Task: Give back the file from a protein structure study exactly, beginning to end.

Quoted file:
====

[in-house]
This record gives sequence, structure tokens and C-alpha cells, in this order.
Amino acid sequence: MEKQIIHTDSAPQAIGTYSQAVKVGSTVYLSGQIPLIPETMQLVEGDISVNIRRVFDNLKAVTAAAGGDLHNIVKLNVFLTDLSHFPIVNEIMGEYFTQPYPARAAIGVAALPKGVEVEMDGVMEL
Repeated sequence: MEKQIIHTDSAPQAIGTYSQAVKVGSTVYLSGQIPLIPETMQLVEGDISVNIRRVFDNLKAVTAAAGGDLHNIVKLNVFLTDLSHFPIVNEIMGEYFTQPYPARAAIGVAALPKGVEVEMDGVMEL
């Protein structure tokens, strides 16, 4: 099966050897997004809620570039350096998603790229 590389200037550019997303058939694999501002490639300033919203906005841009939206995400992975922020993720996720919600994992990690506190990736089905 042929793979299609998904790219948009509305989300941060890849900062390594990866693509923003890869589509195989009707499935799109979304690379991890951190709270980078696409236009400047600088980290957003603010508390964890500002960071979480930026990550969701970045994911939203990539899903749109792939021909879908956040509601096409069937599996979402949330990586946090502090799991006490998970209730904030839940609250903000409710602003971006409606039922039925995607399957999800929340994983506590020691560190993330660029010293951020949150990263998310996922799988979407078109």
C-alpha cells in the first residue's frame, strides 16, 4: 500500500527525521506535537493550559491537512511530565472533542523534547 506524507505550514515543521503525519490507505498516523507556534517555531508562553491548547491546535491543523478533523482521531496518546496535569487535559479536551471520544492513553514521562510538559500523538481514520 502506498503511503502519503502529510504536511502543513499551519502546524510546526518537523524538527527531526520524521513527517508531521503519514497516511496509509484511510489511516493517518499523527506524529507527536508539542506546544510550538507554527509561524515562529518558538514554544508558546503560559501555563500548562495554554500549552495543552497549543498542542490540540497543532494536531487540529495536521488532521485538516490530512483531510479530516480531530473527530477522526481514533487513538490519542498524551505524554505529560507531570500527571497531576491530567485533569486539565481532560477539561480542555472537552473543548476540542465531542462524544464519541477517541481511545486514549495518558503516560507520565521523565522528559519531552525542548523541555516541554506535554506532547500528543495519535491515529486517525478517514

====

[in-house]
This record gives sequence, structure tokens and C-alpha cells, in this order.
Amino acid sequence: MEKQIIHTDSAPQAIGTYSQAVKVGSTVYLSGQIPLIPETMQLVEGDISVNIRRVFDNLKAVTAAAGGDLHNIVKLNVFLTDLSHFPIVNEIMGEYFTQPYPARAAIGVAALPKGVEVEMDGVMEL
Repeated sequence: MEKQIIHTDSAPQAIGTYSQAVKVGSTVYLSGQIPLIPETMQLVEGDISVNIRRVFDNLKAVTAAAGGDLHNIVKLNVFLTDLSHFPIVNEIMGEYFTQPYPARAAIGVAALPKGVEVEMDGVMEL
């Protein structure tokens, strides 16, 4: 099966050897997004809620570039350096998603790229 590389200037550019997303058939694999501002490639300033919203906005841009939206995400992975922020993720996720919600994992990690506190990736089905 042929793979299609998904790219948009509305989300941060890849900062390594990866693509923003890869589509195989009707499935799109979304690379991890951190709270980078696409236009400047600088980290957003603010508390964890500002960071979480930026990550969701970045994911939203990539899903749109792939021909879908956040509601096409069937599996979402949330990586946090502090799991006490998970209730904030839940609250903000409710602003971006409606039922039925995607399957999800929340994983506590020691560190993330660029010293951020949150990263998310996922799988979407078109």
C-alpha cells in the first residue's frame, strides 16, 4: 500500500527525521506535537493550559491537512511530565472533542523534547 506524507505550514515543521503525519490507505498516523507556534517555531508562553491548547491546535491543523478533523482521531496518546496535569487535559479536551471520544492513553514521562510538559500523538481514520 502506498503511503502519503502529510504536511502543513499551519502546524510546526518537523524538527527531526520524521513527517508531521503519514497516511496509509484511510489511516493517518499523527506524529507527536508539542506546544510550538507554527509561524515562529518558538514554544508558546503560559501555563500548562495554554500549552495543552497549543498542542490540540497543532494536531487540529495536521488532521485538516490530512483531510479530516480531530473527530477522526481514533487513538490519542498524551505524554505529560507531570500527571497531576491530567485533569486539565481532560477539561480542555472537552473543548476540542465531542462524544464519541477517541481511545486514549495518558503516560507520565521523565522528559519531552525542548523541555516541554506535554506532547500528543495519535491515529486517525478517514